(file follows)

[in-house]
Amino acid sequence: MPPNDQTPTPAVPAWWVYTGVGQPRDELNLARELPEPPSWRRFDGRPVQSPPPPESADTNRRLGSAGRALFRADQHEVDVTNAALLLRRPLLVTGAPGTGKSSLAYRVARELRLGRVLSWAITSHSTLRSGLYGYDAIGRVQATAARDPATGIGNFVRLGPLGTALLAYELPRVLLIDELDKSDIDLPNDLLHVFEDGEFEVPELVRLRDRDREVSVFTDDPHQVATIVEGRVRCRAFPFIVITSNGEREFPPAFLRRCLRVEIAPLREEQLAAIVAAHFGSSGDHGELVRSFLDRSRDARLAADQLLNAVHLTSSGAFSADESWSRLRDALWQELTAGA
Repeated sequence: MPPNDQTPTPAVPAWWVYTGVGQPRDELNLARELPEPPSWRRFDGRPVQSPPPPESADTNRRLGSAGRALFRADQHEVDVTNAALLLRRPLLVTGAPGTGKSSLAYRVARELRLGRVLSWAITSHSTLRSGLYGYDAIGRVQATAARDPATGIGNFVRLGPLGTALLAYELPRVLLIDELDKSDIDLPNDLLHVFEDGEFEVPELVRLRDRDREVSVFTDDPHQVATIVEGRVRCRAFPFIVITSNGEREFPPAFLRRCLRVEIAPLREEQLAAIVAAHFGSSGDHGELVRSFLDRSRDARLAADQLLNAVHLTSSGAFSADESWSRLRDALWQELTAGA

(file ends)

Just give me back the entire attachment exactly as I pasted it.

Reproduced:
[in-house]
Amino acid sequence: MPPNDQTPTPAVPAWWVYTGVGQPRDELNLARELPEPPSWRRFDGRPVQSPPPPESADTNRRLGSAGRALFRADQHEVDVTNAALLLRRPLLVTGAPGTGKSSLAYRVARELRLGRVLSWAITSHSTLRSGLYGYDAIGRVQATAARDPATGIGNFVRLGPLGTALLAYELPRVLLIDELDKSDIDLPNDLLHVFEDGEFEVPELVRLRDRDREVSVFTDDPHQVATIVEGRVRCRAFPFIVITSNGEREFPPAFLRRCLRVEIAPLREEQLAAIVAAHFGSSGDHGELVRSFLDRSRDARLAADQLLNAVHLTSSGAFSADESWSRLRDALWQELTAGA
Repeated sequence: MPPNDQTPTPAVPAWWVYTGVGQPRDELNLARELPEPPSWRRFDGRPVQSPPPPESADTNRRLGSAGRALFRADQHEVDVTNAALLLRRPLLVTGAPGTGKSSLAYRVARELRLGRVLSWAITSHSTLRSGLYGYDAIGRVQATAARDPATGIGNFVRLGPLGTALLAYELPRVLLIDELDKSDIDLPNDLLHVFEDGEFEVPELVRLRDRDREVSVFTDDPHQVATIVEGRVRCRAFPFIVITSNGEREFPPAFLRRCLRVEIAPLREEQLAAIVAAHFGSSGDHGELVRSFLDRSRDARLAADQLLNAVHLTSSGAFSADESWSRLRDALWQELTAGA